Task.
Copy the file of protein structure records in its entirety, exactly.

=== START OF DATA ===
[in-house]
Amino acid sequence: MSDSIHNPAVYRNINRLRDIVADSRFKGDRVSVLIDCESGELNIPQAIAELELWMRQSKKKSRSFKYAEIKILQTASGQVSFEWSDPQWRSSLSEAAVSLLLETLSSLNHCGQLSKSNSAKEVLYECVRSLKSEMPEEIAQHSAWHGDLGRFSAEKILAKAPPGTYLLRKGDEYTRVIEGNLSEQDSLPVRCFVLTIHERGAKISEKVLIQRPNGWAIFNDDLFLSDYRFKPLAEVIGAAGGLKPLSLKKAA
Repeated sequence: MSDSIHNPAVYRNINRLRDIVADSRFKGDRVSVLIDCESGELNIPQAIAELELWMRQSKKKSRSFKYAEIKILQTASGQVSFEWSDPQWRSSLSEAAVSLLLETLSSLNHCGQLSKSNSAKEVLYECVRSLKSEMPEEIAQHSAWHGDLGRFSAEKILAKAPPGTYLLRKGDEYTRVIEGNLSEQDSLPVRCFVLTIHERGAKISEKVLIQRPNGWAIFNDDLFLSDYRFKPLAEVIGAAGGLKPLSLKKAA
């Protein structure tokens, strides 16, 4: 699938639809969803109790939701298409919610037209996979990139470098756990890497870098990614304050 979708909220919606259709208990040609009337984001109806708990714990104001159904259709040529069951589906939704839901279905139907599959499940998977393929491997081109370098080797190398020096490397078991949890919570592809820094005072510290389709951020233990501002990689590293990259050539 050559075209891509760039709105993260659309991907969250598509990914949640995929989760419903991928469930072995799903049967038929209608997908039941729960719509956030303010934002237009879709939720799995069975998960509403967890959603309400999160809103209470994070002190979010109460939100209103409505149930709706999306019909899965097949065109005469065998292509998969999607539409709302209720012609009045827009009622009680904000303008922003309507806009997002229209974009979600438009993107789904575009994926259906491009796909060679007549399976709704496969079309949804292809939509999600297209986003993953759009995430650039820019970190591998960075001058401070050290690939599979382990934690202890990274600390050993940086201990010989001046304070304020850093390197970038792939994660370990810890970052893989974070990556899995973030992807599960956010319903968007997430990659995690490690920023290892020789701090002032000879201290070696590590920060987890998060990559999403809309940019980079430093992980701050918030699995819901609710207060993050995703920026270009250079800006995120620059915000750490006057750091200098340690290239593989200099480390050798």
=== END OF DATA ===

[in-house]
Amino acid sequence: MSDSIHNPAVYRNINRLRDIVADSRFKGDRVSVLIDCESGELNIPQAIAELELWMRQSKKKSRSFKYAEIKILQTASGQVSFEWSDPQWRSSLSEAAVSLLLETLSSLNHCGQLSKSNSAKEVLYECVRSLKSEMPEEIAQHSAWHGDLGRFSAEKILAKAPPGTYLLRKGDEYTRVIEGNLSEQDSLPVRCFVLTIHERGAKISEKVLIQRPNGWAIFNDDLFLSDYRFKPLAEVIGAAGGLKPLSLKKAA
Repeated sequence: MSDSIHNPAVYRNINRLRDIVADSRFKGDRVSVLIDCESGELNIPQAIAELELWMRQSKKKSRSFKYAEIKILQTASGQVSFEWSDPQWRSSLSEAAVSLLLETLSSLNHCGQLSKSNSAKEVLYECVRSLKSEMPEEIAQHSAWHGDLGRFSAEKILAKAPPGTYLLRKGDEYTRVIEGNLSEQDSLPVRCFVLTIHERGAKISEKVLIQRPNGWAIFNDDLFLSDYRFKPLAEVIGAAGGLKPLSLKKAA
């Protein structure tokens, strides 16, 4: 699938639809969803109790939701298409919610037209996979990139470098756990890497870098990614304050 979708909220919606259709208990040609009337984001109806708990714990104001159904259709040529069951589906939704839901279905139907599959499940998977393929491997081109370098080797190398020096490397078991949890919570592809820094005072510290389709951020233990501002990689590293990259050539 050559075209891509760039709105993260659309991907969250598509990914949640995929989760419903991928469930072995799903049967038929209608997908039941729960719509956030303010934002237009879709939720799995069975998960509403967890959603309400999160809103209470994070002190979010109460939100209103409505149930709706999306019909899965097949065109005469065998292509998969999607539409709302209720012609009045827009009622009680904000303008922003309507806009997002229209974009979600438009993107789904575009994926259906491009796909060679007549399976709704496969079309949804292809939509999600297209986003993953759009995430650039820019970190591998960075001058401070050290690939599979382990934690202890990274600390050993940086201990010989001046304070304020850093390197970038792939994660370990810890970052893989974070990556899995973030992807599960956010319903968007997430990659995690490690920023290892020789701090002032000879201290070696590590920060987890998060990559999403809309940019980079430093992980701050918030699995819901609710207060993050995703920026270009250079800006995120620059915000750490006057750091200098340690290239593989200099480390050798």